Tuesday, December 18, 2012

Nativity - James McAuley

The thin distraction of a spider's web
collects the clear cold drops of night.
Seeds falling on the water spread
a rippling target for the light.

The rumour in the ear now murmurs less,
the snail draws in its tender horn,
the heart becomes a bare attentiveness,
and in that bareness light is born.

James McAuley
A spider's web is thin and it does distract ... usually distracting insects rather than water ... but at night time in the dark it picks up droplets of moisture ... and of course these are most attractive when sunlight falls on them in the early morning ... but it is night time so we can not see the web as it picks up the drops ... just as we can not see any seeds that happen to fall on any water that is around ... they are a target for the light when it comes ... a moving target, especially if the water is a fast flowing stream ... but these are all the happenings in the night unseen.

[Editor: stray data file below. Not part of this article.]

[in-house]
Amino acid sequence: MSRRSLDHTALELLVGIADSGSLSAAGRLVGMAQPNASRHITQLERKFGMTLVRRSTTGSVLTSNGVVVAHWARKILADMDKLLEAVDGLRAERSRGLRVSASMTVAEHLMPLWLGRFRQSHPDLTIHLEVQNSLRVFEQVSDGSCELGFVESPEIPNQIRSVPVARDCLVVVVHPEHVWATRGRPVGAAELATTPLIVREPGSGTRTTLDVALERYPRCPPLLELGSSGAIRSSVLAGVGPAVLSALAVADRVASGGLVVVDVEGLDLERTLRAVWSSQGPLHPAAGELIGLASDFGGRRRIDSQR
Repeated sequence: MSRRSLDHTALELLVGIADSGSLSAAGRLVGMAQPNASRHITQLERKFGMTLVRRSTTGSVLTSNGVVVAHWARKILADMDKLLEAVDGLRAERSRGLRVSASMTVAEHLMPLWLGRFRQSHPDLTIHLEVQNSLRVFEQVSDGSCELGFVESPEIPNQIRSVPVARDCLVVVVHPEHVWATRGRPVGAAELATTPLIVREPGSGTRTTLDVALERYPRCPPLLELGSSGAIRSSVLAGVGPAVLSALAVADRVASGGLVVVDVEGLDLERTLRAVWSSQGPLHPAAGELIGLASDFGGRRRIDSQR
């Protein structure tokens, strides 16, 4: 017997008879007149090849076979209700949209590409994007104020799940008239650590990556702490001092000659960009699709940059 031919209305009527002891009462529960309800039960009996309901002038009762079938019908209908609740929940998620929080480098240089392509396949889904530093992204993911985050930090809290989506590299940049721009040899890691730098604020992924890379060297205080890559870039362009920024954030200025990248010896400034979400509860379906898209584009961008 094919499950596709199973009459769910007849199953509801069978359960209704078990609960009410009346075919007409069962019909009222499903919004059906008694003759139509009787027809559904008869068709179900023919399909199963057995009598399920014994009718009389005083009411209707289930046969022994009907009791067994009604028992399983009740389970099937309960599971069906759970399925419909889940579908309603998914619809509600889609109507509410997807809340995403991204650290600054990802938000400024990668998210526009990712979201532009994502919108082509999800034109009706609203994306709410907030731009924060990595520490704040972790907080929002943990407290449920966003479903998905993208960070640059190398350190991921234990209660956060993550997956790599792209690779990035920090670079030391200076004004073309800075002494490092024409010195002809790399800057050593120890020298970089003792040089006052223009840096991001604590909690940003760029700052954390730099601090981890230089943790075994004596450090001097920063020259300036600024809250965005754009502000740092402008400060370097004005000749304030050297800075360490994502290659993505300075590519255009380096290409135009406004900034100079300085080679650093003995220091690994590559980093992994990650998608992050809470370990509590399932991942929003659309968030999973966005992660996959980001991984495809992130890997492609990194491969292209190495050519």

Why the choice of seeds instead of say leaves?

The ear takes precedent at night for sight is meaningless ... the sounds that signify the coming dawn are indications of the end of night ... these sounds diminish - murmur less ... and any snails that happen to be sliding around now must draw in their horns ... and then there is that instant of attentiveness by the heart ... perhaps the heart of life in nature ... expectant, waiting for the first rays of light to break ... and light is born

... but why is the birth of light ... which happens on a daily basis ... equated to nativity - the royal birth of Christ which happened many years ago?

Well it is up to you to explore this connection and give your thoughts. Christ and light an interesting subject for discussion.

Incidently, all objects contain light on the electromagnetic spectrum (I think this is right, depending on temperature) ... and infra-red cameras are used to take images at nightime of otherwise unseen matter.

James McAuley was a stong catholic.

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